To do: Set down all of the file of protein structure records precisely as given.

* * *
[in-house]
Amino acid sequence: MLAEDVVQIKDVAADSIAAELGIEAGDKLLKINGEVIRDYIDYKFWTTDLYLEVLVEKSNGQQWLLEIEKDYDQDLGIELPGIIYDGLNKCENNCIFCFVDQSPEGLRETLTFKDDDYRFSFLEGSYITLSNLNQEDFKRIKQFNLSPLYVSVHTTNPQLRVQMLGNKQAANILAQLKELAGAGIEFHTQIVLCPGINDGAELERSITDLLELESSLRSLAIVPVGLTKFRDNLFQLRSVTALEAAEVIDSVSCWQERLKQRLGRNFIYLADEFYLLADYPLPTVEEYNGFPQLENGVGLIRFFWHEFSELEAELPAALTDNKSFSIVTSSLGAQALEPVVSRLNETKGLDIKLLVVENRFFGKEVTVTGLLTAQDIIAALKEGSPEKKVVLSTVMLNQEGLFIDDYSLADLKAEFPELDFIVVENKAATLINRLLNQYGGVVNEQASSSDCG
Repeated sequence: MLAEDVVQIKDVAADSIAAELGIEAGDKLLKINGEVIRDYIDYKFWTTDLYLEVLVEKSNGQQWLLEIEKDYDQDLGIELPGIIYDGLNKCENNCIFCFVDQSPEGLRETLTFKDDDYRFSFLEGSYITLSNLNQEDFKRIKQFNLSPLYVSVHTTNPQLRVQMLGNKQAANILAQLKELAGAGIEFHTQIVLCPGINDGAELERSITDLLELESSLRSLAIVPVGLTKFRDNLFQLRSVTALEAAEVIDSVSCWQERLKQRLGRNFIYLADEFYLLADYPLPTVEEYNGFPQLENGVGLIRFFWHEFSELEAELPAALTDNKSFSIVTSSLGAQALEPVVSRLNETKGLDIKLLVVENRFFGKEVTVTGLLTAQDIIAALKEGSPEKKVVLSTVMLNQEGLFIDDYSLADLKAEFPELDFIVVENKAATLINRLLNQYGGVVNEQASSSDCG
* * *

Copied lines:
[in-house]
Amino acid sequence: MLAEDVVQIKDVAADSIAAELGIEAGDKLLKINGEVIRDYIDYKFWTTDLYLEVLVEKSNGQQWLLEIEKDYDQDLGIELPGIIYDGLNKCENNCIFCFVDQSPEGLRETLTFKDDDYRFSFLEGSYITLSNLNQEDFKRIKQFNLSPLYVSVHTTNPQLRVQMLGNKQAANILAQLKELAGAGIEFHTQIVLCPGINDGAELERSITDLLELESSLRSLAIVPVGLTKFRDNLFQLRSVTALEAAEVIDSVSCWQERLKQRLGRNFIYLADEFYLLADYPLPTVEEYNGFPQLENGVGLIRFFWHEFSELEAELPAALTDNKSFSIVTSSLGAQALEPVVSRLNETKGLDIKLLVVENRFFGKEVTVTGLLTAQDIIAALKEGSPEKKVVLSTVMLNQEGLFIDDYSLADLKAEFPELDFIVVENKAATLINRLLNQYGGVVNEQASSSDCG
Repeated sequence: MLAEDVVQIKDVAADSIAAELGIEAGDKLLKINGEVIRDYIDYKFWTTDLYLEVLVEKSNGQQWLLEIEKDYDQDLGIELPGIIYDGLNKCENNCIFCFVDQSPEGLRETLTFKDDDYRFSFLEGSYITLSNLNQEDFKRIKQFNLSPLYVSVHTTNPQLRVQMLGNKQAANILAQLKELAGAGIEFHTQIVLCPGINDGAELERSITDLLELESSLRSLAIVPVGLTKFRDNLFQLRSVTALEAAEVIDSVSCWQERLKQRLGRNFIYLADEFYLLADYPLPTVEEYNGFPQLENGVGLIRFFWHEFSELEAELPAALTDNKSFSIVTSSLGAQALEPVVSRLNETKGLDIKLLVVENRFFGKEVTVTGLLTAQDIIAALKEGSPEKKVVLSTVMLNQEGLFIDDYSLADLKAEFPELDFIVVENKAATLINRLLNQYGGVVNEQASSSDCG